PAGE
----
Along the way, he revisited his boyhood home of Salinas, California, and pretty much agreed with Thomas Wolfe, that "you can't go home again." He states you can't go home again because home has ceased to exist except in the mothballs of memory. When I went away, I had died in my friends' memory. My return caused only confusion and uneasiness. Having recently returned to my home in Utah after being gone for over 25 years, I can definitely relate to Steinbeck's sentiments. Home is not like it was in my memories.
Towards the end of Steinbeck's travels, he goes through the deep South and witnesses some of the demonstrations and rioting relating to trying to desegregate the schools. This was in 1960 during the early strife of the Civil Rights movement in the South. Steinbeck was appalled by what he saw and the attitudes towards African-Americans. I believe this really left a bitter taste in his mouth and his journey ended shortly after that even though he wasn't quite back to his home in New York.
Overall, I would highly recommend this book to anyone who wants a glimpse into the America of the 1960s.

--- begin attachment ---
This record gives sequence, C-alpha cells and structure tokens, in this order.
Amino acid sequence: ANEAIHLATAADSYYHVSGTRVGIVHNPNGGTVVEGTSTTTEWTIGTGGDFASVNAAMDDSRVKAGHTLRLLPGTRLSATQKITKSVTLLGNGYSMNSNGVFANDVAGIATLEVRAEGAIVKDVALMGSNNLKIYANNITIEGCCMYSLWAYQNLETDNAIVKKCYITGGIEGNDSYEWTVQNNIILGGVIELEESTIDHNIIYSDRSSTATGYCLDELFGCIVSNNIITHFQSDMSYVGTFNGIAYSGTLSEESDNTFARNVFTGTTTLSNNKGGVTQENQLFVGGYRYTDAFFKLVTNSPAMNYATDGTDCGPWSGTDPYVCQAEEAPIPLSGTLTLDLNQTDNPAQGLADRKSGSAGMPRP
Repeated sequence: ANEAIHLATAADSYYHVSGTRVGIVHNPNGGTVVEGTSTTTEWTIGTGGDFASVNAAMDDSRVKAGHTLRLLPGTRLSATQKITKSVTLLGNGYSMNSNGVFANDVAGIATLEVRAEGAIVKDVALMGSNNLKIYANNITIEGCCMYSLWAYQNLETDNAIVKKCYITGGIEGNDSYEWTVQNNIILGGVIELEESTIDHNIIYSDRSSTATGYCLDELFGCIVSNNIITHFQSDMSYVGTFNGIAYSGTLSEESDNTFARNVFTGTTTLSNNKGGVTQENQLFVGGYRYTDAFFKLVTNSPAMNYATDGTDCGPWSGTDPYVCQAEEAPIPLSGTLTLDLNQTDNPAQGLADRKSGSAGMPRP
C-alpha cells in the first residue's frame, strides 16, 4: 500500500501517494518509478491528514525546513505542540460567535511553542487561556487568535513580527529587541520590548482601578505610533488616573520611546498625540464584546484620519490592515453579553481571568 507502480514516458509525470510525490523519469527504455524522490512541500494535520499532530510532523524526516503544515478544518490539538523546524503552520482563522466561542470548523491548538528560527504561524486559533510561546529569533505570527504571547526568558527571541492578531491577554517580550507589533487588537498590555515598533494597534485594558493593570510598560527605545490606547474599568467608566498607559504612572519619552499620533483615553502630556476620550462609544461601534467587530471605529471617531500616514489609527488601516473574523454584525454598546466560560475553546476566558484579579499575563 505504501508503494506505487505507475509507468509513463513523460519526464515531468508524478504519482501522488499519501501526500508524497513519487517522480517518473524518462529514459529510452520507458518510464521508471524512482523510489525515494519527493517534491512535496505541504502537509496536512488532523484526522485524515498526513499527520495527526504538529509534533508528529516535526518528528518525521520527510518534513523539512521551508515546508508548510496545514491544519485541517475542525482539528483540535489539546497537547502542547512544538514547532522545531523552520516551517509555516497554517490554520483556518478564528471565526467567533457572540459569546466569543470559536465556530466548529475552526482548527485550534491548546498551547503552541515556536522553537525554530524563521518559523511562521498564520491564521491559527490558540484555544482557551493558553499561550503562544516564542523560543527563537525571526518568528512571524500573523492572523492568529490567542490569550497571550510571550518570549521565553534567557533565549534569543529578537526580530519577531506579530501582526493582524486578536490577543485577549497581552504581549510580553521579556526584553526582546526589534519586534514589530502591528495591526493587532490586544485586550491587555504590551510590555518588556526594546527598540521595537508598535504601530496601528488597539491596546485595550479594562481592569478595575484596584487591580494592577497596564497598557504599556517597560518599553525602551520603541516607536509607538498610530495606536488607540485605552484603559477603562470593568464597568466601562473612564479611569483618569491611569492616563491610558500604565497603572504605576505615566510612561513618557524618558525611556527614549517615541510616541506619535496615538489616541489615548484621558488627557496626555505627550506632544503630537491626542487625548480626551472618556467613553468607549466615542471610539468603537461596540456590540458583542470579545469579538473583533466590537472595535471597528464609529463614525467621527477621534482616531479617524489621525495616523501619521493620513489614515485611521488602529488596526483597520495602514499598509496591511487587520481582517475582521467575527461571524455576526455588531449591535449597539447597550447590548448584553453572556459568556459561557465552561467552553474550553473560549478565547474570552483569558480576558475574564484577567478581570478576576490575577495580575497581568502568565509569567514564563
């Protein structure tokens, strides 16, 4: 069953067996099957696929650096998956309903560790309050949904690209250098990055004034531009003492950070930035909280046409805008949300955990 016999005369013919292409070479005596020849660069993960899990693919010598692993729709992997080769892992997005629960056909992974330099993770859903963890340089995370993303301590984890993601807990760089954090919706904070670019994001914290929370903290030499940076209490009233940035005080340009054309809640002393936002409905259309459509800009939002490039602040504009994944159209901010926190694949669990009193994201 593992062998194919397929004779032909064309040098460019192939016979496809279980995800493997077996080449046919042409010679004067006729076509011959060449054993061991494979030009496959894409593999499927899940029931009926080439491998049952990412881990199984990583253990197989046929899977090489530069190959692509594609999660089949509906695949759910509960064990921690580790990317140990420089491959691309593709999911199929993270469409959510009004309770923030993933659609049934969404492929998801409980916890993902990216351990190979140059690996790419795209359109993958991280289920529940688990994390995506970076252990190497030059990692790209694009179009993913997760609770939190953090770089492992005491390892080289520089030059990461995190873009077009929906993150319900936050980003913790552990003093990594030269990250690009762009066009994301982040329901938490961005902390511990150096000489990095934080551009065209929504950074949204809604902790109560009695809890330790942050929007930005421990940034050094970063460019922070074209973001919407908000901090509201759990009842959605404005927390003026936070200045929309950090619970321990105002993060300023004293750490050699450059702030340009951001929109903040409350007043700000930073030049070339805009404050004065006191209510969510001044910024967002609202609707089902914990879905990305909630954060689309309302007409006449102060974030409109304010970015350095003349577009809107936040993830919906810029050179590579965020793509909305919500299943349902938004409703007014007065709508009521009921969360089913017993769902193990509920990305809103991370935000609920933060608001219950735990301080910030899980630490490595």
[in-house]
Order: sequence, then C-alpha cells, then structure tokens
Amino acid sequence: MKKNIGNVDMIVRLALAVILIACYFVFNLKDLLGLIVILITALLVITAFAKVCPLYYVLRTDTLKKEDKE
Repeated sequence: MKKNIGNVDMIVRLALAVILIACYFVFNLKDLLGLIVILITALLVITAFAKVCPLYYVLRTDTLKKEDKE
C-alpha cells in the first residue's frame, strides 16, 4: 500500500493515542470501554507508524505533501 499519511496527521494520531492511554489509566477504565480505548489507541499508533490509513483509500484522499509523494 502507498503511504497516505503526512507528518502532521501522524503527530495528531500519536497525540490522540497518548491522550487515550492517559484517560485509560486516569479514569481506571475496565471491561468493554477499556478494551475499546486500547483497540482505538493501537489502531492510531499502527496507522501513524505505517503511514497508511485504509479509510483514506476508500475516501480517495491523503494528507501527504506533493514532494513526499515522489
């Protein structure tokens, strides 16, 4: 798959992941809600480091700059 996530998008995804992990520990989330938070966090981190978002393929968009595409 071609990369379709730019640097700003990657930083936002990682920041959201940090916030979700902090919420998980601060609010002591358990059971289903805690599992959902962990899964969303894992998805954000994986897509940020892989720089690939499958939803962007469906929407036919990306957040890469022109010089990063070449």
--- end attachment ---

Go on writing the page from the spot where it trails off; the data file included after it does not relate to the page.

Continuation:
John Steinbeck sets off on a journey across America with his "gentleman poodle", Charley. The result is a telling journey in space and time. But I do not find Steinbeck's joys and disappointments too different from today's - we continue to struggle with sprawl and the disappearance of our regional cultures. Steinbeck finds much to celebrate in America and its people, and this is also true today. This book is a very thoughtful and pleasant read.
I really, really enjoyed this book. Sort of a diary of an older Steinbeck searching for what America is, a la middle aged Kerouac. It was well written and engaging. Small book that packs a lot of entertainment. Check it out.
I skimmed the introduction after I finished the book, and I was supposed to see lots of themes and parallels and so forth.
I didn't, but there was a lot of reason and listening in the book. With a sort of Mark Twain casual observation and humor, Steinbeck captured a really valuable picture of several parts of America in the fall of 1960, a watershed moment in history.
Steinbeck spends time listening to people who disagree with him, or just learning about issues on which he has no position. He and an anonymous philosopher he meet bemoan that the country is changing to becoming feelers and shouters and not thinkers. Oh, John. If you only knew.
An intimate journey across America, as told by one of its most beloved writers
To hear the speech of the real America, to smell the grass and the trees, to see the colors and the light--these were John Steinbeck's goals as he set out, at the age of fifty-eight, to rediscover the country he had been writing about for so many years.
With Charley, his French poodle, Steinbeck drives the interstates and the country roads, dines with truckers, encounters bears at Yellowstone and old friends in San Francisco. Along the way he reflects on the American character, racial hostility, the particular form of American loneliness he finds almost everywhere, and the unexpected kindness of strangers.